Introduction Teaching dental caries removal is limited by the material and methods available in the preclinical teaching space. Plastic teeth do not simulate the tactile feel of a lesion and natural teeth do not allow for standardised training and assessment. A novel method for simulating caries has been reported. Here, to investigate the construct validity of a caries simulation, whether haptic simulation could contribute to the understanding of caries removal, the performance of first-year dental students on the haptic simulation exercise is compared with that of experienced dentists.
Method A virtual block comprising healthy dentine, pulp, enamel and a carious lesion with significant spread along the amelodentinal junction (ADJ) was developed for the Simodont dental trainer. The case was presented to 112 first-year students and 17 clinicians following a 15 min training period on a block which contained green caries and displayed live progress throughout the exercise. All participants were given the same verbal instructions: to remove all unsupported enamel and caries along the ADJ while retaining as much healthy tissue as possible.
Results Clinicians performed better than the dental novices in precision and overall performance. Clinicians removed more material on average, except for healthy dentine, of which similar amounts were removed by both groups.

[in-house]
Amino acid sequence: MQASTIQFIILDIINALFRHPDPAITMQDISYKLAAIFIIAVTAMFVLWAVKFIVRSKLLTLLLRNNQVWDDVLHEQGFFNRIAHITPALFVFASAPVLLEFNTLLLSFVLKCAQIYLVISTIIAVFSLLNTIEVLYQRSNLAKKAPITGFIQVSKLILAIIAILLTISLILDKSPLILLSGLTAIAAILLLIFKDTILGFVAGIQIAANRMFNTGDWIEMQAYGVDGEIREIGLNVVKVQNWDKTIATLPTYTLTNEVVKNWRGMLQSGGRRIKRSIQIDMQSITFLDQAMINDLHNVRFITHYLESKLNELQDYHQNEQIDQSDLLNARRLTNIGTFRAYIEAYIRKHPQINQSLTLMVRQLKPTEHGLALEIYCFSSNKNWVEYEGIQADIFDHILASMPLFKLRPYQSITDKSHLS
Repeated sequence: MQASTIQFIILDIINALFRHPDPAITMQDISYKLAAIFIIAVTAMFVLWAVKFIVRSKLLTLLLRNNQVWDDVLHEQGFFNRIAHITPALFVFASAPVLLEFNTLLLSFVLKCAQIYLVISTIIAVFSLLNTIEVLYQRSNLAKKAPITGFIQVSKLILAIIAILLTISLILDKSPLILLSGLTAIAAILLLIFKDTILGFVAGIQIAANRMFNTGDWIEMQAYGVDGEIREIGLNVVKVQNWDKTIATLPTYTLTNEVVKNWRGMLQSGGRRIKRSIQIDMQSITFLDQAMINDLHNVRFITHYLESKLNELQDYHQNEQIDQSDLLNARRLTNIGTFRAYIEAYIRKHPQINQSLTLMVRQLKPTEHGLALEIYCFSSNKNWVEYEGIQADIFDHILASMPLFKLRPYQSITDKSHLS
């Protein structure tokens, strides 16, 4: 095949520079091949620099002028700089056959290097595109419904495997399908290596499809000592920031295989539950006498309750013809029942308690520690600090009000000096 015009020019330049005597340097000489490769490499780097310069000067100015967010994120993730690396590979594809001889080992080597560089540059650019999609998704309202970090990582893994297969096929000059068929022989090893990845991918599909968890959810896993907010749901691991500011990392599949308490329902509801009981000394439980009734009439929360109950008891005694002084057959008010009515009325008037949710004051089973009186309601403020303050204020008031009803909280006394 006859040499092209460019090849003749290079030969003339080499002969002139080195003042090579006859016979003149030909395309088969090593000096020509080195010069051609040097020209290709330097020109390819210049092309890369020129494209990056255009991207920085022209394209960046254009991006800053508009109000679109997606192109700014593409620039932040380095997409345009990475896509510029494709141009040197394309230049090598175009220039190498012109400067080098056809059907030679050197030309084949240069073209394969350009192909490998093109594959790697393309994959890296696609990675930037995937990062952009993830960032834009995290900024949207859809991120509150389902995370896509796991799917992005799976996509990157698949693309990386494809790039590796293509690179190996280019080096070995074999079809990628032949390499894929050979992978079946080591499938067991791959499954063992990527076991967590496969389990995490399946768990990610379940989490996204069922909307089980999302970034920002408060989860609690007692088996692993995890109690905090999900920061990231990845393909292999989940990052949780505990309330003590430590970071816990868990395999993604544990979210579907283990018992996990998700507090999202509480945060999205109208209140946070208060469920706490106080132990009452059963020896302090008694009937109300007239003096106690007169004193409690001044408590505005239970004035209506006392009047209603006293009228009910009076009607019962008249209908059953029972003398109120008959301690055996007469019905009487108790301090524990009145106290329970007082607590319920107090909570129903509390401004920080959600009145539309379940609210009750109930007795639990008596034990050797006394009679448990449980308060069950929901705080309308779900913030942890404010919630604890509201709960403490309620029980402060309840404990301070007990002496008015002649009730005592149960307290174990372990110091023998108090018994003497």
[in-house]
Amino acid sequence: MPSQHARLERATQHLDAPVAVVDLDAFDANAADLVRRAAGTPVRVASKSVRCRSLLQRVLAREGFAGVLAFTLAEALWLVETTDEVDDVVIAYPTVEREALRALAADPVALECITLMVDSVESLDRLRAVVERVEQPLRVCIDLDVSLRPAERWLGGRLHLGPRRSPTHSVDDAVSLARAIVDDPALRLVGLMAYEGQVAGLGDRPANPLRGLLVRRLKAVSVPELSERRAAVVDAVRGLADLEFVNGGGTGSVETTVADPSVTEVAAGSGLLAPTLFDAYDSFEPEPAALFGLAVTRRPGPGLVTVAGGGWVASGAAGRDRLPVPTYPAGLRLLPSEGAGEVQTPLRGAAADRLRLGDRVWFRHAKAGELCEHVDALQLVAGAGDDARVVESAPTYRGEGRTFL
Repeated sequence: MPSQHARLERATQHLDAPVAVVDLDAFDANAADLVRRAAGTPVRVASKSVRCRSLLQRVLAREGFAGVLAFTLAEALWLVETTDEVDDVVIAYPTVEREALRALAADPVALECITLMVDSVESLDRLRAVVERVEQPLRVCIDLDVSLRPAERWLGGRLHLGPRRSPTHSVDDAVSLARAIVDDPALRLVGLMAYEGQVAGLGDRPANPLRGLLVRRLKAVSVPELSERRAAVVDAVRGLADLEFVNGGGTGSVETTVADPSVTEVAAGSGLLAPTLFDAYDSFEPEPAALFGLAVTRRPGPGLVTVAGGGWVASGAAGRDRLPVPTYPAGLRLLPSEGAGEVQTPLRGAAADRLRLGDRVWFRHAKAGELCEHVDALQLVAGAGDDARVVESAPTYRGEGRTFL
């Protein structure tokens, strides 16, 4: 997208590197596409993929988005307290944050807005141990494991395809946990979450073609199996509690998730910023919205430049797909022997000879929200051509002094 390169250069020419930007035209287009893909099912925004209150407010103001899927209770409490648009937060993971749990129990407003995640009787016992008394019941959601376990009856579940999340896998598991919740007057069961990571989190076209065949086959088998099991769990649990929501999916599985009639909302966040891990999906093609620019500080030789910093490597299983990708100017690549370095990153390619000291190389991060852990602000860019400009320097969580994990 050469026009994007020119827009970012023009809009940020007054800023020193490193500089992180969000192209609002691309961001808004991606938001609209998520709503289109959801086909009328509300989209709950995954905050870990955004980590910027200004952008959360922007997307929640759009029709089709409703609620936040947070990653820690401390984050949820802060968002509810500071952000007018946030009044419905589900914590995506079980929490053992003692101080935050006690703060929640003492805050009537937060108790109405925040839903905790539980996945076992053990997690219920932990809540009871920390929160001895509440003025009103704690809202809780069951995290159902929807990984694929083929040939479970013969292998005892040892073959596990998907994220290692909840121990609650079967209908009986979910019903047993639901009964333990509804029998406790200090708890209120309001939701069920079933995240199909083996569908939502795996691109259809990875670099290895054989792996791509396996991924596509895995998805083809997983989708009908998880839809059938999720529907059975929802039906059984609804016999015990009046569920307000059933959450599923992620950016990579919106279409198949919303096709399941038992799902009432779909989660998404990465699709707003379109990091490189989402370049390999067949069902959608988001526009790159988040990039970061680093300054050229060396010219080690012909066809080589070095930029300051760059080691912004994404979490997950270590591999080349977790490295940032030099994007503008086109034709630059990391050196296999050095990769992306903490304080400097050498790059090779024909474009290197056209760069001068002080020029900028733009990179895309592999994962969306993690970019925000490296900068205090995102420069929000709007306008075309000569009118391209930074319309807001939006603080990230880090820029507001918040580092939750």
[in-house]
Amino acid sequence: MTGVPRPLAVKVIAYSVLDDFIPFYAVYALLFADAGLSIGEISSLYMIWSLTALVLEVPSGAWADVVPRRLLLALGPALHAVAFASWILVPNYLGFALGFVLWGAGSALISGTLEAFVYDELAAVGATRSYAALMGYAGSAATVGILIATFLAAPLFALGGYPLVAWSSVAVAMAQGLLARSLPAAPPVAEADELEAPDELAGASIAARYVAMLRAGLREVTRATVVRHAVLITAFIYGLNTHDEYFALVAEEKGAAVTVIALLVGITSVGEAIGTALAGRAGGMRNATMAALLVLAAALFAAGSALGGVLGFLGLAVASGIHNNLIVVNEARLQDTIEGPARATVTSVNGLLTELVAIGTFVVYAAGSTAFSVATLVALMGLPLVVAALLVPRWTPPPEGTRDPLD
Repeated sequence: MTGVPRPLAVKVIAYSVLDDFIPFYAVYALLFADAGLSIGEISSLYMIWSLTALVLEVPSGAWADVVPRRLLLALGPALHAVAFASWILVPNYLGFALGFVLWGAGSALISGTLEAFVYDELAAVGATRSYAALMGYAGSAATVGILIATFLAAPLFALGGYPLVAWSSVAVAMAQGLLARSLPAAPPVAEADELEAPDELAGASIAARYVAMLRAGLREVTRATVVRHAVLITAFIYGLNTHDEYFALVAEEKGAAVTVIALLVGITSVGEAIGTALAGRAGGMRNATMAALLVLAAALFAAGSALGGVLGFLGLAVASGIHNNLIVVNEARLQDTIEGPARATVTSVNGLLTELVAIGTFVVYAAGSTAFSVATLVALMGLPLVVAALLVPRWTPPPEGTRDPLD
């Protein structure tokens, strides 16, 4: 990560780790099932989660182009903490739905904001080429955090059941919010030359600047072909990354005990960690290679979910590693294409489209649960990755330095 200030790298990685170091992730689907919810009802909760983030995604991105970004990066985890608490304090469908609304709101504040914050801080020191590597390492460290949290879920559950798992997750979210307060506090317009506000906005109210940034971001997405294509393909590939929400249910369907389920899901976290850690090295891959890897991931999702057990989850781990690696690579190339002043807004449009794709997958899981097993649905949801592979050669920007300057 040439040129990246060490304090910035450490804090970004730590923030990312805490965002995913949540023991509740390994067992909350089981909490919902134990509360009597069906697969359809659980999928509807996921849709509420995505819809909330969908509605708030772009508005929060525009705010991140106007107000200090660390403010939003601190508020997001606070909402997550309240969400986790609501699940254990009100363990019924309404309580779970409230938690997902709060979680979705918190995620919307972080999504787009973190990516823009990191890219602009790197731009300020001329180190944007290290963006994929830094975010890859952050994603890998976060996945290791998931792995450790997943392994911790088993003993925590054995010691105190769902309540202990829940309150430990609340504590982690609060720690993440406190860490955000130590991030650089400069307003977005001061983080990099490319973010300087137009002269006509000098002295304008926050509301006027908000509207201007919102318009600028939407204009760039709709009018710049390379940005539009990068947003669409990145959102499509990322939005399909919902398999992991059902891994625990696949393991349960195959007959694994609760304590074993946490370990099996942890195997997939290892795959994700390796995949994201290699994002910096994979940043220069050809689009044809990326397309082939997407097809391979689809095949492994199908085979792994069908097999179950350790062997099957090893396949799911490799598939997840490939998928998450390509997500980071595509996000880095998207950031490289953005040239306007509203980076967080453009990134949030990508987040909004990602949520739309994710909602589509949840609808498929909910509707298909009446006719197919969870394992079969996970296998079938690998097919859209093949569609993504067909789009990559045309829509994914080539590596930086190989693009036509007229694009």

Discussion We presented a novel haptic caries exercise and investigated the construct validity of the task. The simulation may bridge the gap between preclinical and clinical dental education in caries removal.
Conclusion Clinically experienced dentists outperformed novices on a haptic caries simulation exercise. The exercise may be a useful tool for assessing conceptual understanding of caries removal.
- simulation-based learning
- simulation-based education
- virtual reality
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Contributors CO and AK contributed to conception and design of study, acquisition, analysis and write-up. AD and PF contributed to conception and design of study, acquisition and write-up. JW contributed to analysis and write-up. FM contributed to concept and design of study, analysis and write-up.
Funding FM is supported by a Research Grant from the EPSRC (EP/R031193/1) and a fellowship from the Alan Turing Institute.
Competing interests None declared.
Ethics approval The study was approved by the University of Leeds Dental Research Ethics Committee.
Provenance and peer review Not commissioned; externally peer reviewed.
Data availability statement Data are available on request from the corresponding author CO.
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